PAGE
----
3. Aim to be the dumbest person on your team. When you go out to bring people into your start-up, find great people. Smart people. People that are better than you at what they do. When it comes to executing on your vision, it is highly probable that you cannot do it alone. Whether it’s an equity partner, or a paid employee, an A-team beats a B-team every time. Invest the time in finding and hiring great people. Give them the space and leeway to own their work. Your work is done once you hire them, and holding them accountable to measurable objectives is how you manage their (and your) success.
4. Never sell yourself short. You are running a business, not a charity. Your time, ideas and products are worth something to somebody. Once you’ve established that value, do not go under it unless doing so builds future value. A 50 per cent discount is fine if in doing so you create the opportunity for a stable customer over the long term to cover basic operating costs. A 50 per cent discount to a tiny, one-off customer is a customer that does not value your services. Walk away. A vendor/employee who is constantly underperforming needs to go… there are better people out there. Your customers will fire you if you fail to deliver, hold your people to the same standard. I don’t care how ‘nice’ they are… no bankruptcy judge accepts ‘nice’ as payment for anything. If you use equity as payment to attract partners, have high expectations of those partners. Equity is far more valuable than cash, but remember 70 per cent of something big is generally more valuable than 100 per cent of something small.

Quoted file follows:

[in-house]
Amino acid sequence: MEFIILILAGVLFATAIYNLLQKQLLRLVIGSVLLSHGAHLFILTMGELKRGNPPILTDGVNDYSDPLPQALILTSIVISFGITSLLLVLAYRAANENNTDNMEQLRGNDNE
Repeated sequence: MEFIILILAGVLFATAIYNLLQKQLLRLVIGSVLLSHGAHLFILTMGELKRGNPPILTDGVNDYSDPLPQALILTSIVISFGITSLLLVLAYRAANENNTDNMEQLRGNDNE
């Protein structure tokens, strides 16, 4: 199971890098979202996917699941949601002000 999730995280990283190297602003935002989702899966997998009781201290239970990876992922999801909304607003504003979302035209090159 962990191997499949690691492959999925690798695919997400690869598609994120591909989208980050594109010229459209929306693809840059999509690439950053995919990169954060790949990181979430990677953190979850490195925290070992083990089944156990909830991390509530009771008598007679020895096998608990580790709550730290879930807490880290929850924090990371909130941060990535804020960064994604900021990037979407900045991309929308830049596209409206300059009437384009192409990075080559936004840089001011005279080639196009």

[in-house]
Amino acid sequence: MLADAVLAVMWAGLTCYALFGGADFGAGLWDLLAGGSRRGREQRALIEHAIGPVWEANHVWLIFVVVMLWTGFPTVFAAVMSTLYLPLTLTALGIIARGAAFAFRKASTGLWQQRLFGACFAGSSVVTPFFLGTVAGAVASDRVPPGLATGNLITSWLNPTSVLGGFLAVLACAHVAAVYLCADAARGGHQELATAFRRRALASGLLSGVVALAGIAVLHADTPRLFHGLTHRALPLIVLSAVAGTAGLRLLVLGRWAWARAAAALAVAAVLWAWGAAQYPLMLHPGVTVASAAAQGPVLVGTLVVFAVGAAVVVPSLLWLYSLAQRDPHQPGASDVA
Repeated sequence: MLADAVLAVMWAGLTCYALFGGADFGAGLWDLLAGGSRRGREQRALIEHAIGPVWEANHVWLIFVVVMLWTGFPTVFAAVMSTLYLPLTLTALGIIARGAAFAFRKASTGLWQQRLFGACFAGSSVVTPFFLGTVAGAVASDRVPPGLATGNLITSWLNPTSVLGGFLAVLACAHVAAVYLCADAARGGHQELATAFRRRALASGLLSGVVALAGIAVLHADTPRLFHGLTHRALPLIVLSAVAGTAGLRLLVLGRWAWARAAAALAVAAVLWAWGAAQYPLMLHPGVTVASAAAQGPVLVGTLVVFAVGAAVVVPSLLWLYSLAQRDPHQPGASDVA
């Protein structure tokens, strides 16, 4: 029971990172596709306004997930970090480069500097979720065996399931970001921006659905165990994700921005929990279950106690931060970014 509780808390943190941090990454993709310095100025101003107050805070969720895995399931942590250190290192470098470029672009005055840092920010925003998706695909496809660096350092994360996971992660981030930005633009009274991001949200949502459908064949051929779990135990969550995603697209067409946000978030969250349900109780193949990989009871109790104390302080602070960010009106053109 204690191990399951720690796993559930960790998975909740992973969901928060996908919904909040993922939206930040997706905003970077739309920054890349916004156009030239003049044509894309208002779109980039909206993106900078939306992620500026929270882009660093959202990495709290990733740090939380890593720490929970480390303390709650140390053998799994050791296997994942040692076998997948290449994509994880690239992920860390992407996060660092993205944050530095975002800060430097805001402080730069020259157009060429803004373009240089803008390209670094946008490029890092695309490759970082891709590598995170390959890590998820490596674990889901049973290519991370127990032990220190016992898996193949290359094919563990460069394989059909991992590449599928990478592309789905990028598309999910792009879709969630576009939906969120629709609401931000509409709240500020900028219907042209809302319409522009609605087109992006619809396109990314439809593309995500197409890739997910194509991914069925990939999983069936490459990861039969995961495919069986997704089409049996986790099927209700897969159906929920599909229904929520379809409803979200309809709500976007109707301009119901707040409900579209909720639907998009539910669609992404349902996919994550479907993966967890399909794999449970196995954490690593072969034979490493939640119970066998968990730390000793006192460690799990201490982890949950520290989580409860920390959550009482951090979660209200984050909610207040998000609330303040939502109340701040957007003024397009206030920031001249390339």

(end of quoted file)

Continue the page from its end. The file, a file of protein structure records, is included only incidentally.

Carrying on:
5. Teach yourself to enjoy being uncomfortable. Launching a new business means you are going to do things that you have never even thought about before. It means that you are going to be wrong… often in spectacular fashion. You are going to fail, at least once a week. Human beings generally do not like these things. Successful entrepreneurs not only revel in these things, they actively seek them out. The ability to trust yourself enough to walk through dense fog in the knowledge that value is on the other side is key. Of course, learning how to do this without walking off a cliff helps too.